Projectile vomiting is forceful vomiting during which the baby might eject liquids for up to several feet.Trustworthy SourceMayo ClinicEducational website from one of the world's leading hospitalsGo to source
6Get help soon if the child has severe pain or “currant jelly” stool. A disorder called intussusception sometimes occurs, usually in children under 3 years old. This is when part of the intestine “telescopes” into another part, causing a block in the intestine. This can be a serious medical concern, so get help right away if vomiting is accompanied by:Trustworthy SourceMayo ClinicEducational website from one of the world's leading hospitalsGo to source
Abdominal pain, usually occurring every 15-20 minutes then becoming more constant as time passes. A young child with abdominal pain might pull their knees to their chest and cry.
Stool mixed with mucus and blood, called “currant jelly stool” because of how it looks.
Lethargy or unusual weakness or sleepiness.
A lump in the abdomen.
7Call emergency services if vomiting is due to an allergic reaction. Vomiting that occurs right after a bee sting or introduction of a new food (including milk) may be due to a severe allergic reaction called anaphylaxis.Trustworthy SourceMayo ClinicEducational website from one of the world's leading hospitalsGo to source Very quickly look for other signs of allergic reaction as shown below. If the child has an Epi pen, use it right away. If not, call for emergency help and follow up with your doctor to discuss long-term management. Look for:Trustworthy SourceMayo ClinicEducational website from one of the world's leading hospitalsGo to source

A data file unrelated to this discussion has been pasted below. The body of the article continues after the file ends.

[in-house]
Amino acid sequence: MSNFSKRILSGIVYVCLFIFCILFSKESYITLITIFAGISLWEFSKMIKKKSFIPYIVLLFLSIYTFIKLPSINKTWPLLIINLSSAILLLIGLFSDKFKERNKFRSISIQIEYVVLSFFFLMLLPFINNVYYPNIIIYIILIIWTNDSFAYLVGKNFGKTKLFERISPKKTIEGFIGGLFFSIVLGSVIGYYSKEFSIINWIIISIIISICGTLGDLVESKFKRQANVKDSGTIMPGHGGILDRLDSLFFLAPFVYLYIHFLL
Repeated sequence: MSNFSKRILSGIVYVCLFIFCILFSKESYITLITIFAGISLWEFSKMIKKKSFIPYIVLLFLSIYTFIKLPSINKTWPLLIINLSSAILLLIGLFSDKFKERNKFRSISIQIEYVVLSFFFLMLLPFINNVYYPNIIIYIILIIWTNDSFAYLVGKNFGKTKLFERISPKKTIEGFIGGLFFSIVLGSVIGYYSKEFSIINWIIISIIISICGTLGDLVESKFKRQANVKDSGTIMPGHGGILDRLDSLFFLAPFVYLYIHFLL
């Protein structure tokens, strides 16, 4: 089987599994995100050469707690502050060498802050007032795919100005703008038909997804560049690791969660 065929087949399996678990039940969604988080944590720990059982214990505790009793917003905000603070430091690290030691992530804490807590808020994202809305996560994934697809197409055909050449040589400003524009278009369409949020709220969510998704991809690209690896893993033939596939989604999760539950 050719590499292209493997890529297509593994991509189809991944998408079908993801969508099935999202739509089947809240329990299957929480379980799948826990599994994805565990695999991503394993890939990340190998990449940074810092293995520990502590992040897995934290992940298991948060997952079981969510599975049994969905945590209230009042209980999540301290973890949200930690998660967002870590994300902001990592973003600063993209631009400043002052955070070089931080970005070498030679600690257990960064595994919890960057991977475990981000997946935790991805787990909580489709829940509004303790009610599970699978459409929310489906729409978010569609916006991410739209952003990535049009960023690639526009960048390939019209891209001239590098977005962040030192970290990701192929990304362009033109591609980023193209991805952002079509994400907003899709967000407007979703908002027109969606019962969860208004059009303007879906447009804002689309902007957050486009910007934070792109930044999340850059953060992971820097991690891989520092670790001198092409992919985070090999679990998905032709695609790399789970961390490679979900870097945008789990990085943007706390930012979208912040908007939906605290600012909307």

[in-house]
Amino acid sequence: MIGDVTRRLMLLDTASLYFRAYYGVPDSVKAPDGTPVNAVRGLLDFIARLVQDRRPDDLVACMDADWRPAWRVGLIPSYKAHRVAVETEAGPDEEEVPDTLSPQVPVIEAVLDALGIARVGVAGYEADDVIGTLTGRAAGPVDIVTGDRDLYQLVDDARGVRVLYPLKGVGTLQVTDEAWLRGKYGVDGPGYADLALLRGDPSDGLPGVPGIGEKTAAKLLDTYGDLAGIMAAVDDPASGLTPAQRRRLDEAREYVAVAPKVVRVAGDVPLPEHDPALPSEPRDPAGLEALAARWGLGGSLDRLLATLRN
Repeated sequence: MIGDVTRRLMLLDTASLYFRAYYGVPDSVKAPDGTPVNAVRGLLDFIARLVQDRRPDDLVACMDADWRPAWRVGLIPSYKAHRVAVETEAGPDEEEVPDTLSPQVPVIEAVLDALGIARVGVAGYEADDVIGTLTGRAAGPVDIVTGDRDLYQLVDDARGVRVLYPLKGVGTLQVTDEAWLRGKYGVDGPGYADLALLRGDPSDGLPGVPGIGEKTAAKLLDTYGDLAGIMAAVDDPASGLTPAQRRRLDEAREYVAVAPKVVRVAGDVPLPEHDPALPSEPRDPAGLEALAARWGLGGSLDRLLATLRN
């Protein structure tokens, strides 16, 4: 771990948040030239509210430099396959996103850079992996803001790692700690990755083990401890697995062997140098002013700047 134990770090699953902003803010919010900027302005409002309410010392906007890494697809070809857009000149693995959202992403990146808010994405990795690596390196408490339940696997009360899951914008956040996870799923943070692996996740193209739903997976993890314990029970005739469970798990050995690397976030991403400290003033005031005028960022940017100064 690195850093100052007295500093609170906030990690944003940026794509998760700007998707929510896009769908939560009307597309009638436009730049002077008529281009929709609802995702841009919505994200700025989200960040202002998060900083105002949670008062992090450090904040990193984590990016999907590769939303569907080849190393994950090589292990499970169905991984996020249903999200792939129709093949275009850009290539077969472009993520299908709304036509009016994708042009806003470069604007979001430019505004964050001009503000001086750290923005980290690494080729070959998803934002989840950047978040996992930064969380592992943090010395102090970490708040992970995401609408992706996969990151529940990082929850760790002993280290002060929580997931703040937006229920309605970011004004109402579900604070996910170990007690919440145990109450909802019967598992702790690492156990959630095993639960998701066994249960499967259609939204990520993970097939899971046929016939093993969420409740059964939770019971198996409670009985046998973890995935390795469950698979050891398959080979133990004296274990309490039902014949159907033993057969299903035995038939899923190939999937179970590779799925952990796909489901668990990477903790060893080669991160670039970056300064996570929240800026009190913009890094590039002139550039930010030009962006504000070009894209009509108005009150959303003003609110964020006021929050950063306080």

Hives or a rash.
Flushed or pale skin.
The child feeling warm.
Visible swelling of the child's tongue or lips, or swelling of the tongue or throat as shown by wheezing or trouble breathing.
A fast, weak pulse.
8Seek Emergency Care for other serious symptoms. No matter what is causing a child's vomiting, some signs and symptoms indicate a serious problem. Call emergency services or take your child for emergency care if vomiting occurs with any of the following:
Difficulty waking up or staying awake, or confusion.
Racing or irregular heartbeat.
No bowel movement for 3 days or longer.
Stiff neck or severe headache.
Trouble urinating or pain when urinating.
Blood in the vomit or stool.
Greenish color to vomit.